The much-loved television star Danny Thomas had his name on this tournament for many years because of his association with the St. Jude Hospital, known for its care of children, located there in Memphis. Today, another Thomas was a winner for St. Jude.

Incidentally, when I used to play in this tournament for many years, it put a smile on my face when I would think about how a hospital named after one of Jesus’ brothers was receiving proceeds from our tournament to help children.

St. Jude refers to the Letter of Jude in the Bible’s New Testament (NT). Danny Thomas was a Catholic, and Catholics are taught that Jesus’ mother, Mary, had only one child–Jesus. Non-Catholic Christians, such as myself, generally believe that Jesus was Mary’s first child but that she had several children after that and that the St. Jude in the NT was one of them, thus one of Jesus’ brothers. As regarding many things biblical, it all comes down to interpretation.

The Gospel of John says that later in Jesus’s ministry, he was being careful about attending Jewish festivals at Jerusalem since religious leaders “were looking for an opportunity to kill him” (Jn 7.1 NRSV). Then we read, “Now the Jewish festival of Booths was near. So his brothers said to him, ‘Leave here and go to Judea so that your disciples also may see the works you are doing; for no one who wants to be widely known acts in secret. If you do these things [miracles, healings, exorcisms], show yourself to the world.’ For not even his brothers believed in him). . . . But after his brothers had gone to the festival, then he also went, not publicly but as it were in secret” (vv. 2-5).

Were they Jesus’ blood brothers or merely his male disciples? All three synoptic NT gospels report about Jesus being in a house and that “while he was still speaking to the crowds, his mother and his brothers were standing outside, wanting to speak to him. Someone told him, ‘Look, your mother and your brothers are standing outside, wanting to speak to you'” (Matthew 12.46-47; cf. Mark 3.31; Luke 8.19-20). Jesus looked around at those listening to him and said of them, “Here are my mother and my brothers” (Mt 12.49).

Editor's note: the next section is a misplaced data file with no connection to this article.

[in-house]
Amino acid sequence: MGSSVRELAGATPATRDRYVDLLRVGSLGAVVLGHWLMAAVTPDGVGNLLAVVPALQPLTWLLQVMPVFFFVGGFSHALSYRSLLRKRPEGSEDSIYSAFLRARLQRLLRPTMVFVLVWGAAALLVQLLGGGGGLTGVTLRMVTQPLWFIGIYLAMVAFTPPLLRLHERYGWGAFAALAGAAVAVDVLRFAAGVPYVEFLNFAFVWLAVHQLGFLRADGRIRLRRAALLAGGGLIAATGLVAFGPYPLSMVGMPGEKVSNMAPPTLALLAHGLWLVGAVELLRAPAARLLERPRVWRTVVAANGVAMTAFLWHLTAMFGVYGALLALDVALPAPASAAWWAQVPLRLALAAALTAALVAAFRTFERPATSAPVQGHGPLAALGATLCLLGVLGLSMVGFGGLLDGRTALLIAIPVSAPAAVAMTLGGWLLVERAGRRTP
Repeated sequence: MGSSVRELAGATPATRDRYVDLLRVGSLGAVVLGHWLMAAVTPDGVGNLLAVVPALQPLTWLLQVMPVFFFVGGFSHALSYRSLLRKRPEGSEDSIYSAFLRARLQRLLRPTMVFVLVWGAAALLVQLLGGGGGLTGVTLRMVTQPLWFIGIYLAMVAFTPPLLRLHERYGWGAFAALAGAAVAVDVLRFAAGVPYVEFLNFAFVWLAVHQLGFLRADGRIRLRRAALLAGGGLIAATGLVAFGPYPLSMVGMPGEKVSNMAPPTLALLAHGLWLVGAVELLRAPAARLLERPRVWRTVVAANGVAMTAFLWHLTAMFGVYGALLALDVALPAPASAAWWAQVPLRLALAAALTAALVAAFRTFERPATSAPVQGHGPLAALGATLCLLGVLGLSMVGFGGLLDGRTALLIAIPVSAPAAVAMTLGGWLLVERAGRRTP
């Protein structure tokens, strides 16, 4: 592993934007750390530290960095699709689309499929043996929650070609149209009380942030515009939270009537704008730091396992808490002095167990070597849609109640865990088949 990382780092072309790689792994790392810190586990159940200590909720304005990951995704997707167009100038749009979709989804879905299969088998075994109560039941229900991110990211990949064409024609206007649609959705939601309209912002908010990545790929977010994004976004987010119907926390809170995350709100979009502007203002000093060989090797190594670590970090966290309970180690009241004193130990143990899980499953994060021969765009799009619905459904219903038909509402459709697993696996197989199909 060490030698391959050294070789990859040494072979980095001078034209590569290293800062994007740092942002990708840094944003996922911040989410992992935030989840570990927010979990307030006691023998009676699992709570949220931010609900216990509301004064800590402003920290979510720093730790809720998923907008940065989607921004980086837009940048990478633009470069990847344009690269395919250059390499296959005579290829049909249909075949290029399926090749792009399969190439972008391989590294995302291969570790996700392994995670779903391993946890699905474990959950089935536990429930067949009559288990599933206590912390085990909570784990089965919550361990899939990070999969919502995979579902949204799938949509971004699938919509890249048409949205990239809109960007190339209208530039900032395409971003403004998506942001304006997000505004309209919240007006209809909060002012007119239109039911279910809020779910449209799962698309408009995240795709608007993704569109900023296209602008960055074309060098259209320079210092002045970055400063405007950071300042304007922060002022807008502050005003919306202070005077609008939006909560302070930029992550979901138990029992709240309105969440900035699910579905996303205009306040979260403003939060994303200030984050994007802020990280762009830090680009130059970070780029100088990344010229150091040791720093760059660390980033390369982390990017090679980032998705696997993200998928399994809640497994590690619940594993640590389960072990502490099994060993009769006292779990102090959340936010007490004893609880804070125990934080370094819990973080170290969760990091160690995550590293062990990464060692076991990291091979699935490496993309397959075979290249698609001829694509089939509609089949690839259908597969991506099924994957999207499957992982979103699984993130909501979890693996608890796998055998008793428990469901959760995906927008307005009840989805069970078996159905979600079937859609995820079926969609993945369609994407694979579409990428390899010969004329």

Notice that the author author distinguishes between these “brothers” and them speaking to Jesus about his “disciples,” as if they are not his spiritual brothers since they distinguish them, his disciples, from themselves. So, they were not his disciples, at least prior to his death. See my post about this, “Jesus and His Unbelieving Relatives.”

If they were Jesus’ blood brothers, as these texts seems to say, how many were there and what were their names? Well, soon after that, the synoptic gospels also report concerning Jesus, “He came to his hometown and began to teach the people in their synagogue, so that they were astounded and said, ‘Where did this man get this wisdom and these deeds of power? Is not this the carpenter’s son? Is not his mother called Mary? And are not his brothers James and Joseph and Simon and Judas? And are not his sisters with us?'” (Matthew 13.54-56; cf. Mark 6.1-6).